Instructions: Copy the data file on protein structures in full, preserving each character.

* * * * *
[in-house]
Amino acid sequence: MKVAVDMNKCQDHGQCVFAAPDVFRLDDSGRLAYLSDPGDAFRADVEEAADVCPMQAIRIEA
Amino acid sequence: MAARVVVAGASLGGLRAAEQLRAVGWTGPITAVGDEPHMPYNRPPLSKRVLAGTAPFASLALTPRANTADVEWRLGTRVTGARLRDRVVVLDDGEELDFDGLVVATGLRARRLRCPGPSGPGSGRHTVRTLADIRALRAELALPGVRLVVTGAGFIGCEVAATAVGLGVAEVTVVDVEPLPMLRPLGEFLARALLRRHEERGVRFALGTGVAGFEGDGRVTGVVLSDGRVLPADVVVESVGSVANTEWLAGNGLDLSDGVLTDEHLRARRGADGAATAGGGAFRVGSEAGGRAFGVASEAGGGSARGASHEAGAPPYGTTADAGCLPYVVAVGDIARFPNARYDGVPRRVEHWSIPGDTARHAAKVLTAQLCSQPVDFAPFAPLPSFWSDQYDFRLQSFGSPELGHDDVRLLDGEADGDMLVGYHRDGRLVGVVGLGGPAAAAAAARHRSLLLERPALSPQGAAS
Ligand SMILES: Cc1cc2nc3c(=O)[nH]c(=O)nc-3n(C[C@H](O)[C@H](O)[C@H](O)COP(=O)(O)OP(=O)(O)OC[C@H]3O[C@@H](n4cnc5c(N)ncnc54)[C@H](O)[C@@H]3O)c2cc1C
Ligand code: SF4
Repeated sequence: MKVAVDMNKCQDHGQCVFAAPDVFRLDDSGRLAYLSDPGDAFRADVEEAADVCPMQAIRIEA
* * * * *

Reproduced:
[in-house]
Amino acid sequence: MKVAVDMNKCQDHGQCVFAAPDVFRLDDSGRLAYLSDPGDAFRADVEEAADVCPMQAIRIEA
Amino acid sequence: MAARVVVAGASLGGLRAAEQLRAVGWTGPITAVGDEPHMPYNRPPLSKRVLAGTAPFASLALTPRANTADVEWRLGTRVTGARLRDRVVVLDDGEELDFDGLVVATGLRARRLRCPGPSGPGSGRHTVRTLADIRALRAELALPGVRLVVTGAGFIGCEVAATAVGLGVAEVTVVDVEPLPMLRPLGEFLARALLRRHEERGVRFALGTGVAGFEGDGRVTGVVLSDGRVLPADVVVESVGSVANTEWLAGNGLDLSDGVLTDEHLRARRGADGAATAGGGAFRVGSEAGGRAFGVASEAGGGSARGASHEAGAPPYGTTADAGCLPYVVAVGDIARFPNARYDGVPRRVEHWSIPGDTARHAAKVLTAQLCSQPVDFAPFAPLPSFWSDQYDFRLQSFGSPELGHDDVRLLDGEADGDMLVGYHRDGRLVGVVGLGGPAAAAAAARHRSLLLERPALSPQGAAS
Ligand SMILES: Cc1cc2nc3c(=O)[nH]c(=O)nc-3n(C[C@H](O)[C@H](O)[C@H](O)COP(=O)(O)OP(=O)(O)OC[C@H]3O[C@@H](n4cnc5c(N)ncnc54)[C@H](O)[C@@H]3O)c2cc1C
Ligand code: SF4
Repeated sequence: MKVAVDMNKCQDHGQCVFAAPDVFRLDDSGRLAYLSDPGDAFRADVEEAADVCPMQAIRIEA